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These women are sailors in the Japanese Navy, training for a seaborne inspection ring. They're on the front line of bringing equality to Japan's maritime self-defense force. They're crew aboard their country's biggest war ship, a helicopter carrier named The Kaga. Around 9% of the Kaga's crew are female, part of a deliberate effort to raise the number in Japan's military, where the current average is just 6%.
Akiko Ihara has a crucial job on The Kaga, helping maintain the ships aircraft. And she say having men and women work side by side here is helping break down old school ideas about women in Japan.>>
> I think people's opinion changed when they start to work, some people may think of women ahead they don't even think of layman.
But as women, we aren't here for such things, we came here because we also want to work and go out to the world.>> Reuters' Tim Kelly gained exclusive access to the cargo during a recent tour of Southeast Asia. And he says the ship's very design is helping bring women to the fore.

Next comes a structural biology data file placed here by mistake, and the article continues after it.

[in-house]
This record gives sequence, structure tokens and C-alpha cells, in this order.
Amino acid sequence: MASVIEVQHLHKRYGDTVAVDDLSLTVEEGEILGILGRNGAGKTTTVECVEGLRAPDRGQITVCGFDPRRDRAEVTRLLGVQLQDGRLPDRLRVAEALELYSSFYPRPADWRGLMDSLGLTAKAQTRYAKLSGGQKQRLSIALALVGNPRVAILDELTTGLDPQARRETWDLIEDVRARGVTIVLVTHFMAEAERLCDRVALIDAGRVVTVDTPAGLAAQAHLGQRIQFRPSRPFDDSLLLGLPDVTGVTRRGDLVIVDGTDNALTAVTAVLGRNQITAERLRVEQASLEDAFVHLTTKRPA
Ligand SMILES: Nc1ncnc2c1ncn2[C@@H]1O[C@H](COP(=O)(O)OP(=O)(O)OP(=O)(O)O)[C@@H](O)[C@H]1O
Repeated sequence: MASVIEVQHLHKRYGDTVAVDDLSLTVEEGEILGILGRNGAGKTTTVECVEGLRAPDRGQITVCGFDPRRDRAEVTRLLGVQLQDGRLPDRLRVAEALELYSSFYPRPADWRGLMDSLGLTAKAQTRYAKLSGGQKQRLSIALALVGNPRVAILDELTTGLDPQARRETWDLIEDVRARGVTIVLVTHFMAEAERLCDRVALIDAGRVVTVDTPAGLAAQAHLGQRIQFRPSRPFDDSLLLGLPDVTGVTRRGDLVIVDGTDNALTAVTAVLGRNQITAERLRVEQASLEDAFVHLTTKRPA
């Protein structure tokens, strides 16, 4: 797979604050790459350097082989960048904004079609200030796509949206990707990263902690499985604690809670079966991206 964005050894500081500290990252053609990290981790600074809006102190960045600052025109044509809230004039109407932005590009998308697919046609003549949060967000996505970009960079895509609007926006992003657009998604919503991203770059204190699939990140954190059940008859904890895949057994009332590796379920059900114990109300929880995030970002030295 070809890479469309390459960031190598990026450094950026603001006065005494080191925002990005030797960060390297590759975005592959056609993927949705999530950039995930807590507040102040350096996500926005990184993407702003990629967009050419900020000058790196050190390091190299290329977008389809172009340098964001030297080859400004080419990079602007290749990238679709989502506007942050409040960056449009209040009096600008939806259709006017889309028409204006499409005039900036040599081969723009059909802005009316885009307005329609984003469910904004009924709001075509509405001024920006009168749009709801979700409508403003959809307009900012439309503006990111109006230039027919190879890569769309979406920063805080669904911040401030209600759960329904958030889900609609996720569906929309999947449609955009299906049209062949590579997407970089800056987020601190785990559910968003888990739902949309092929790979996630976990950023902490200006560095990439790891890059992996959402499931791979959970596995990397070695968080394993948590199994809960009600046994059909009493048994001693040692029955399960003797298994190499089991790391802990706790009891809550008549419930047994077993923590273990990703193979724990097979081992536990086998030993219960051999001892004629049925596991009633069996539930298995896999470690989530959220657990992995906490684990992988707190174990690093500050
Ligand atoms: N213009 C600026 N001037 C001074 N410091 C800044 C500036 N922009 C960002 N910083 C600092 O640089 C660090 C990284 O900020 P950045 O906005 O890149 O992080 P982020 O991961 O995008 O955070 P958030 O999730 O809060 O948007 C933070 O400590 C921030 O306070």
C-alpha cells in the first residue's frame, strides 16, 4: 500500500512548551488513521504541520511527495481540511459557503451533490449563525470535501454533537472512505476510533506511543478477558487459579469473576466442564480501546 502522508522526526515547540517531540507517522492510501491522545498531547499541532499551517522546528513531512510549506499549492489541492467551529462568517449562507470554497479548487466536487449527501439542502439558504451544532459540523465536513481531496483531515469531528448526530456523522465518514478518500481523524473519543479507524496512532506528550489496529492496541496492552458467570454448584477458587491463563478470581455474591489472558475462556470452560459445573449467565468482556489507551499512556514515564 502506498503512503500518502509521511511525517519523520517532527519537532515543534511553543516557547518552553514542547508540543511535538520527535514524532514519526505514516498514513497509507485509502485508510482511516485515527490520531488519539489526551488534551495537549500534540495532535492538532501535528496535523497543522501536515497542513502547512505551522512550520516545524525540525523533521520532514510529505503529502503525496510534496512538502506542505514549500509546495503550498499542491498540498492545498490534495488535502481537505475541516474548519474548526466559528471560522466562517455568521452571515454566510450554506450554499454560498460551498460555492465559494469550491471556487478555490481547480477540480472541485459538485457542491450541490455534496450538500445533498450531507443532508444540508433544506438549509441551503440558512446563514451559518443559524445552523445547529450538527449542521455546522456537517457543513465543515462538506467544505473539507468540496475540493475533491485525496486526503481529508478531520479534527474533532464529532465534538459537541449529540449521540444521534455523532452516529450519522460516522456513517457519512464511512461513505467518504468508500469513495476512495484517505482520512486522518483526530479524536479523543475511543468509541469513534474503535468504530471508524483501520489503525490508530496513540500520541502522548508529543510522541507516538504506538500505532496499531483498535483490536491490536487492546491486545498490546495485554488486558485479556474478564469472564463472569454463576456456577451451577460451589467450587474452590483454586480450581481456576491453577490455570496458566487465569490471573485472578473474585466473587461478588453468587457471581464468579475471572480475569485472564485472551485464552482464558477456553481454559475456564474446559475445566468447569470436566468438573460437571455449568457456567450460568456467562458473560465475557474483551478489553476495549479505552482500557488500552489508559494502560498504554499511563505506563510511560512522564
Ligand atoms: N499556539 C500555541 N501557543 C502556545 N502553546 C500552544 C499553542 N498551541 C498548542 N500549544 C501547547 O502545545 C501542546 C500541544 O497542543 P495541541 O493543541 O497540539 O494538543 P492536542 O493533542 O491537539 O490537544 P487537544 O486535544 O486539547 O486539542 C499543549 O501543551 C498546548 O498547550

>> There are no roles on this ship that women don't perform. They do aircraft maintenance, they steer the ship they are in the radio room, they work in the kitchens, it takes a lot of people to operate a ship, this ship has a crew of 500 people, and about 50, 40, 50 of those are women.
So this ship has been designed specifically to be having mixed crew it has separate quarters for the women and separate quarters for the men and then they work together.>> Attracting more women to join Japan's Maritime Self Defense Force isn't just about equality. The country's change in demographics along with China's rising influence in Asia, have made it a necessity.
>> About 9% figure, is a figure that the Japanese Navy, the Self Defence Force. It's
] for how many women they want in the service by 2030. The reason for that is falling birth rates mean that people of a certain age that they can recruit has shrunken, so they need more women to join to keep numbers up.
>> Japan has one of the world's biggest navy's, with over 100 vessels crewed by over 45 thousand sailors.